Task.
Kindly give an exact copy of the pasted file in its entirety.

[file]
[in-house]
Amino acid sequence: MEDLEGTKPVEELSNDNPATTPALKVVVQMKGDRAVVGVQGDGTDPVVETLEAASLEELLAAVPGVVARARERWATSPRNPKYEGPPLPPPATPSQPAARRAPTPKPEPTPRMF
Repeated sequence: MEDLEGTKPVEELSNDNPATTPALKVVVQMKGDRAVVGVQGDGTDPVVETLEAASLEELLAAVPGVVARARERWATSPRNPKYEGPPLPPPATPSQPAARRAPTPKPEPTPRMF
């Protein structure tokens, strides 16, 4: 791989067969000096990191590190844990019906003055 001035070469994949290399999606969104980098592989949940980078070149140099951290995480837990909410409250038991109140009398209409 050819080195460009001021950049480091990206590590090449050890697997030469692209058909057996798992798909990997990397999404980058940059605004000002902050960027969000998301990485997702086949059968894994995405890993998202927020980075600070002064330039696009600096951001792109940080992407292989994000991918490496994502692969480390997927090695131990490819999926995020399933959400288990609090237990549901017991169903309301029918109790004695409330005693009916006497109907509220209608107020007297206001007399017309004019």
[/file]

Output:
[in-house]
Amino acid sequence: MEDLEGTKPVEELSNDNPATTPALKVVVQMKGDRAVVGVQGDGTDPVVETLEAASLEELLAAVPGVVARARERWATSPRNPKYEGPPLPPPATPSQPAARRAPTPKPEPTPRMF
Repeated sequence: MEDLEGTKPVEELSNDNPATTPALKVVVQMKGDRAVVGVQGDGTDPVVETLEAASLEELLAAVPGVVARARERWATSPRNPKYEGPPLPPPATPSQPAARRAPTPKPEPTPRMF
């Protein structure tokens, strides 16, 4: 791989067969000096990191590190844990019906003055 001035070469994949290399999606969104980098592989949940980078070149140099951290995480837990909410409250038991109140009398209409 050819080195460009001021950049480091990206590590090449050890697997030469692209058909057996798992798909990997990397999404980058940059605004000002902050960027969000998301990485997702086949059968894994995405890993998202927020980075600070002064330039696009600096951001792109940080992407292989994000991918490496994502692969480390997927090695131990490819999926995020399933959400288990609090237990549901017991169903309301029918109790004695409330005693009916006497109907509220209608107020007297206001007399017309004019």